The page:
The Wilson Times is partnering with the Wilson Chamber of Commerce and others to host a Sept. 13 debate in the Kennedy Family Theatre at Barton College between incumbent Lt. Gov. Dan Forest and challenger Linda Coleman. A time has not been set for the event, but details will be announced in the Times as they are finalized.
By Brie Handgraaf Times Staff Writer
Barton College has been selected as the site of a September debate between two candidates for the post of lieutenant governor.
Incumbent Dan Forest will represent the Republican Party on the November ballot while challenger Linda Coleman will represent the Democrats. Both said improving the state’s education system and bolstering economic development are priorities if elected, with Coleman calling on her experience as a teacher and school administrator.
“With economic development and education, it is hard to talk about one without the other,” Coleman said. “As I learned as a county commissioner, if you don’t have good schools, then it is going to be difficult to attract good businesses to your area, so funding for public schools is critical.”
Forest touted recent strides made in improving teacher pay and ensuring all classrooms in the state have connectivity to high-speed internet. He said bipartisanship was a must when achieving the latter.
“We worked across the aisle because we wanted to make North Carolina an example of what digital connectivity needs to be for all classrooms,” Forest said. “...We want to continue to make progress in education because we are by no means where we need to be despite making some significant strides.
“We’re spending more on K-12 than ever before, but it is not a money equation. It is about what we gain from that, what our students are learning, because there is no excuse for a failing school in North Carolina.”
In addition to being the No. 2 executive in state government, the lieutenant governor serves on several education bodies as well as serving in other capacities to bolster the state’s economy. Forest recently was appointed to a task force created to grow the agriculture and food manufacturing industries across the state. He said another important responsibility of the post is serving as the president of the North Carolina Senate.
“We tackle quite a bit of legislation even if we can’t put our names on the bills,” Forest said. “We work with our friends in the House and the Senate to craft legislation that is important to us.
“The lieutenant governor is not so much a position of power as it is a position of influence.”
By keeping a busy travel schedule and visiting with officials across the state, the lieutenant governor also brings a broad perspective.
“It is one of really only two positions in state government where we’re really paying attention to everything,” Forest said. “We end up doing a lot of speaking, knowing a lot about a lot of topics, which is great because we hear from people across the state about what makes us tick as North Carolinians. We constantly hear from the three very different geographic regions of our state, then bring those unique needs back to the General Assembly.”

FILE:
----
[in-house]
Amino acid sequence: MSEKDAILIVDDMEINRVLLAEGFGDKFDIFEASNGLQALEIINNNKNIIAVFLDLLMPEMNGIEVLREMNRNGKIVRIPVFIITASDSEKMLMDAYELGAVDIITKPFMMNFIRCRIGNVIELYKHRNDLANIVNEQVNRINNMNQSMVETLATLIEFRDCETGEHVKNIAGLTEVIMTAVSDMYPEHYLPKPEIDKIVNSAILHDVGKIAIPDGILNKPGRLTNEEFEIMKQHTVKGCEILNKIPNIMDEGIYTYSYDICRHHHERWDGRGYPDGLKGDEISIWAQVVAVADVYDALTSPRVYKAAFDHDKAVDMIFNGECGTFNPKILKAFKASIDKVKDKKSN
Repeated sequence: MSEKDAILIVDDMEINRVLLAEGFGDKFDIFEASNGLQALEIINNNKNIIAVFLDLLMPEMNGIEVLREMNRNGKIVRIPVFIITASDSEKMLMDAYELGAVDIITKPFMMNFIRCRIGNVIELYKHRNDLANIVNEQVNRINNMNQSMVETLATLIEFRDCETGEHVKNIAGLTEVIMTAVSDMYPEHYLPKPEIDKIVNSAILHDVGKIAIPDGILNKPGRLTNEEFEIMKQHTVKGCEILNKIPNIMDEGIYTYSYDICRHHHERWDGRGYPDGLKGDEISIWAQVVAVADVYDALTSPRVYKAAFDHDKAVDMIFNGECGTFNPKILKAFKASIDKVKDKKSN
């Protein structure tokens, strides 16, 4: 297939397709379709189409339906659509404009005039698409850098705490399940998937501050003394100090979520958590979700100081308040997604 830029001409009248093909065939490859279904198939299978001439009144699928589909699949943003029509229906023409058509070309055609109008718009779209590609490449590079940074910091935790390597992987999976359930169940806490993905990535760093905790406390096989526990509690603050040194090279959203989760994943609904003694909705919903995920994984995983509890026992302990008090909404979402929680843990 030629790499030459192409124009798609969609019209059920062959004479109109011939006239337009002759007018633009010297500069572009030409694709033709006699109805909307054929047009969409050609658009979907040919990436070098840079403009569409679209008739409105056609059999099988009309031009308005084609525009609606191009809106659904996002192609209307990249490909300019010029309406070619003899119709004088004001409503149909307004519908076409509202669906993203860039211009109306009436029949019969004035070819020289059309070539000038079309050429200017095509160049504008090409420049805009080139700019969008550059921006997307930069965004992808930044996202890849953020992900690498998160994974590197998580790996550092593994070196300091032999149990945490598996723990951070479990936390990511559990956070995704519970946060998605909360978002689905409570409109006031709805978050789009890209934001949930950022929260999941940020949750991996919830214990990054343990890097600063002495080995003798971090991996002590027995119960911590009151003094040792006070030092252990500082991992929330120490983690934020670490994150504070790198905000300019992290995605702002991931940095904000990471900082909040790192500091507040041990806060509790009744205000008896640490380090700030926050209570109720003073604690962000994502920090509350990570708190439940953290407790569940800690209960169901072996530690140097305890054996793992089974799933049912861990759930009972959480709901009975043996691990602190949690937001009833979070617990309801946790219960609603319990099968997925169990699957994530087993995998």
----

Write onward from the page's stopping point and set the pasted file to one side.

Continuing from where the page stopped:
Coleman said her upbringing in Greenville helps her to better understand the needs of residents in eastern North Carolina. She said Medicaid expansion is particularly important for residents in rural regions because healthier employees add to, instead of take away from, the economy.
“Greenville has probably had more economic development than other counties in eastern North Carolina, so we want to make sure we continue to look at areas that will give opportunities to those in other counties,” she said. “We want the state as a whole to grow and provide citizens with opportunities.”
While the rules and topics of the September debate still are in the works, Coleman said attendees will be able to see firsthand the differences between the candidates.
“We are very different in what we see as helpful to North Carolina and what direction the state should go,” she said. “I think we see two very different paths for North Carolina.”
Wilson Chamber of Commerce President Ryan Simons said the debate is an opportunity for residents outside the state’s major metropolitan areas to express their needs.
“I hope there will be substantive policy discussion about the direction of the state, particularly as relates to economic matters,” Simons said. “We’re in a period of heightened political divisiveness, so I’m interested in what the candidates have to say about unifying the state in common areas like recruiting and retaining jobs as well as helping working families.”
The Wilson Times and The Daily Reflector of Greenville will serve as media sponsors for the debate, which will be aired live on UNC-TV.
Wilson Times Co. President and Publisher Morgan Dickerman said the debate is a great opportunity for Wilson.
“We’re thrilled to be a partner with Barton College and others to bring people from throughout eastern North Carolina to Wilson,” Dickerman said.
Forest said he is eager to address judicial reform if reelected.
“The government often puts Band-Aids on an issue and act like they are solving them,” he said. “I hope in my second term we can spend time getting to the heart of an issue and focus on real solutions.”